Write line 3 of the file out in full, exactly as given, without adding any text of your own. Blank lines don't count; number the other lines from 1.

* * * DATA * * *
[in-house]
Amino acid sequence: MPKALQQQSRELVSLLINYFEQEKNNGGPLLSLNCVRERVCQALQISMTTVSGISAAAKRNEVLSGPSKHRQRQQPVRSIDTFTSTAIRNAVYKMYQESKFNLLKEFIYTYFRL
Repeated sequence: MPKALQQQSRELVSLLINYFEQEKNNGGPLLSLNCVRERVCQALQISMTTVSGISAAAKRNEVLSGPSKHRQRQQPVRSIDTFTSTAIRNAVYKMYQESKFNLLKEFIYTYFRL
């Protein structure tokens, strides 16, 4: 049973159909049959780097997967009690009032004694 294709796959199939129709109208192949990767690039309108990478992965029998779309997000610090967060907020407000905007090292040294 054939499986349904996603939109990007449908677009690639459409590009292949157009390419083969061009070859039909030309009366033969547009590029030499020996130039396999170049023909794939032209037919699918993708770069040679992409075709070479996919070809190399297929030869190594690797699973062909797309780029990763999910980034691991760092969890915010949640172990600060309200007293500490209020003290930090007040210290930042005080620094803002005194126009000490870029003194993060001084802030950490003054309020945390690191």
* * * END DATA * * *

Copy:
Repeated sequence: MPKALQQQSRELVSLLINYFEQEKNNGGPLLSLNCVRERVCQALQISMTTVSGISAAAKRNEVLSGPSKHRQRQQPVRSIDTFTSTAIRNAVYKMYQESKFNLLKEFIYTYFRL